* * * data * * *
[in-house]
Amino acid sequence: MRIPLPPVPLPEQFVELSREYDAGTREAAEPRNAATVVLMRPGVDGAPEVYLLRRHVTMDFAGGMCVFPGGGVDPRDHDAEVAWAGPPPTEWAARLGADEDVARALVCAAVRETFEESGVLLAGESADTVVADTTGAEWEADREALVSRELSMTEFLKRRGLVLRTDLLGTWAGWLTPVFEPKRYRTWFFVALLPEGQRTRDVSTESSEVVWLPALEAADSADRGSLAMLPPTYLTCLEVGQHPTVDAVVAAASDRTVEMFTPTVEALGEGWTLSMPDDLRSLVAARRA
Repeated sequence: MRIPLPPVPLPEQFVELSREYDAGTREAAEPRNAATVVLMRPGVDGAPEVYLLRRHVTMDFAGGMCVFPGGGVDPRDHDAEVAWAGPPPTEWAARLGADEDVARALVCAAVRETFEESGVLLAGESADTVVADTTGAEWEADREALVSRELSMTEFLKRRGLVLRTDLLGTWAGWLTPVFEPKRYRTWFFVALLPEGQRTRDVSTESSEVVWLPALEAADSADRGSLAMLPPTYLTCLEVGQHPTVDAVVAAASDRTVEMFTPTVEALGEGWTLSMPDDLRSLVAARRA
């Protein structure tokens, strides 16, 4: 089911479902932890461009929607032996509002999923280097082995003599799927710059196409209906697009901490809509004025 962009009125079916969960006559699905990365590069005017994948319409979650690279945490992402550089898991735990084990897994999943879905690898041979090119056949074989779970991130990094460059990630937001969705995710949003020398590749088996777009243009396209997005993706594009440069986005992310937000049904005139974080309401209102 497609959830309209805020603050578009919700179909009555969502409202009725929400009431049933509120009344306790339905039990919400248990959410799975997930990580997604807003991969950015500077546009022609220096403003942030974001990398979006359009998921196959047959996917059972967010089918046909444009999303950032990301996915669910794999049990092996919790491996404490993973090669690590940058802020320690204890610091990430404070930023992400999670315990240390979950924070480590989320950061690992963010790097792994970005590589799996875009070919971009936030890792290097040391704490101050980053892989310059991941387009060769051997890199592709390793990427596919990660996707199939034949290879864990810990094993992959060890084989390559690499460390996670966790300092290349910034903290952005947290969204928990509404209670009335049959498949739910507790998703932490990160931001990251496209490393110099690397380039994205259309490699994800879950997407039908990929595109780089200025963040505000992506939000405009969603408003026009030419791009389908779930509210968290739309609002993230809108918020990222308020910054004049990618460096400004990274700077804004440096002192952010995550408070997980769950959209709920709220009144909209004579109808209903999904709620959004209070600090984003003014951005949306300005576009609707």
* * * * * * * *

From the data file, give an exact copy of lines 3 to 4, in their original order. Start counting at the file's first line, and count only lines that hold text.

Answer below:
Repeated sequence: MRIPLPPVPLPEQFVELSREYDAGTREAAEPRNAATVVLMRPGVDGAPEVYLLRRHVTMDFAGGMCVFPGGGVDPRDHDAEVAWAGPPPTEWAARLGADEDVARALVCAAVRETFEESGVLLAGESADTVVADTTGAEWEADREALVSRELSMTEFLKRRGLVLRTDLLGTWAGWLTPVFEPKRYRTWFFVALLPEGQRTRDVSTESSEVVWLPALEAADSADRGSLAMLPPTYLTCLEVGQHPTVDAVVAAASDRTVEMFTPTVEALGEGWTLSMPDDLRSLVAARRA
């Protein structure tokens, strides 16, 4: 089911479902932890461009929607032996509002999923280097082995003599799927710059196409209906697009901490809509004025 962009009125079916969960006559699905990365590069005017994948319409979650690279945490992402550089898991735990084990897994999943879905690898041979090119056949074989779970991130990094460059990630937001969705995710949003020398590749088996777009243009396209997005993706594009440069986005992310937000049904005139974080309401209102 497609959830309209805020603050578009919700179909009555969502409202009725929400009431049933509120009344306790339905039990919400248990959410799975997930990580997604807003991969950015500077546009022609220096403003942030974001990398979006359009998921196959047959996917059972967010089918046909444009999303950032990301996915669910794999049990092996919790491996404490993973090669690590940058802020320690204890610091990430404070930023992400999670315990240390979950924070480590989320950061690992963010790097792994970005590589799996875009070919971009936030890792290097040391704490101050980053892989310059991941387009060769051997890199592709390793990427596919990660996707199939034949290879864990810990094993992959060890084989390559690499460390996670966790300092290349910034903290952005947290969204928990509404209670009335049959498949739910507790998703932490990160931001990251496209490393110099690397380039994205259309490699994800879950997407039908990929595109780089200025963040505000992506939000405009969603408003026009030419791009389908779930509210968290739309609002993230809108918020990222308020910054004049990618460096400004990274700077804004440096002192952010995550408070997980769950959209709920709220009144909209004579109808209903999904709620959004209070600090984003003014951005949306300005576009609707």